- Some VoIP providers, such as Microsoft on Microsoft Teams, are in the early stages of launching end-to-end encryption on VoIP calls.
- Companies are establishing or revamping their zero trust policies, providing true security training for all employees that includes data management best practices.
- As a whole, VoIP vendors have improved their security features out-of-the-box; prospective customers should research these security measures before moving forward with a VoIP product.
Traditional VoIP systems operate like the phones of yesteryear; they call, they record voice messages, and they save call data for later use. But an increasing number of VoIP providers have either combined forces with other companies or increased their offerings to make VoIP more audiovisual. The scalability of VoIP storage on cloud platforms makes many of the following new telecommunications features possible on VoIP platforms:
- Smart image backgrounds
- Collaborative workspaces and virtual breakout rooms
- Accessible text and audiovisual recording
- Augmented reality integrations
In some cases, VoIP is actually rebranded as unified communications, a term that better encompasses the variety of communications available to users on modern telecommunication platforms.
With so many VoIP providers moving toward a cloud-based model, third-party integrations are easier to add and are being offered more than ever before. These integrations help users to do everything from connecting communication data with the marketing and sales pipeline to providing real-time customer assistance, even when employees are off the clock.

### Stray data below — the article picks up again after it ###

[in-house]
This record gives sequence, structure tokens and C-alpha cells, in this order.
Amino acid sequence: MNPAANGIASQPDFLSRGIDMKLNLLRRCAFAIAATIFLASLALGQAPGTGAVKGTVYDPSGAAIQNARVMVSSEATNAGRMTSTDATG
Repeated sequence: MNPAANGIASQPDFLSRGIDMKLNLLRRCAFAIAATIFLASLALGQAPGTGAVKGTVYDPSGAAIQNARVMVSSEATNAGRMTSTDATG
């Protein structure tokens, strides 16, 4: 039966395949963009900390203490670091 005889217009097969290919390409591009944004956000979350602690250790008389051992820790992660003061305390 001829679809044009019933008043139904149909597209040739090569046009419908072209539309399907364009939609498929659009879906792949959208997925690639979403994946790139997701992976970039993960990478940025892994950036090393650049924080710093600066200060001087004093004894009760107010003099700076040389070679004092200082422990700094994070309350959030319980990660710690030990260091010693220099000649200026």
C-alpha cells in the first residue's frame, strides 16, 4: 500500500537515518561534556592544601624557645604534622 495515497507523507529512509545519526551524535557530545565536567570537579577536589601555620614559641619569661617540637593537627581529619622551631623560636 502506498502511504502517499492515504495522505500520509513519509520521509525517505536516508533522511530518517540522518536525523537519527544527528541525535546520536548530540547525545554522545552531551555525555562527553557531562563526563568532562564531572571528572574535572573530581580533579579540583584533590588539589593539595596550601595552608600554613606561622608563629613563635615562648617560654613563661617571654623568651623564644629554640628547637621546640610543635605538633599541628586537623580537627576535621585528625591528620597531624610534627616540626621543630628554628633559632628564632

VoIP solves varying customer problems and pain points with the following API and integration use cases:
- Including tools that provide AI-powered voice assistants to field calls and customer support integrations, such as Zendesk, to manage customer service ticketing and funneling.
- Providing virtual learning resources and documentation, timed to VoIP and video call sessions.
- Integrating with the marketing and sales pipeline via a customer relationship management (CRM) platform, such as Salesforce or HubSpot; this partnership makes it easier to track and update customer profiles based on call data.
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Two of the biggest trends in VoIP — which actually make the growth of several of these other trends possible — are the increased reliance on unified mobile communications and unified communications-as-a-service (UCaaS). VoIP has always operated over the internet, but as enterprises scale their operations, many have sought out cloud-based and app-based telecommunications platforms so that they can easily increase platform communication offerings, call data storage, monitoring, and cloud security as needed.
- Unified Mobile Communications: More VoIP providers are shifting their platforms toward cloud and mobile applications. This approach offers full customer support, data storage, navigation, and other features from an app on a mobile or desktop device that is easily scalable.
- UCaaS: UCaaS is the logical next step after unified mobile communications, with many vendors offering managed communications platforms to users. Not only is the platform more scalable, but it also offers a more diverse communication experience with video calling, messaging, and screen sharing solutions.
With digital transformation touching every business in some way, VoIP can no longer focus solely on offering internet-enabled calling and saving call data. It must continually evolve to improve the user experience, increase communication options, decrease risk, and make call data more accessible to enterprises.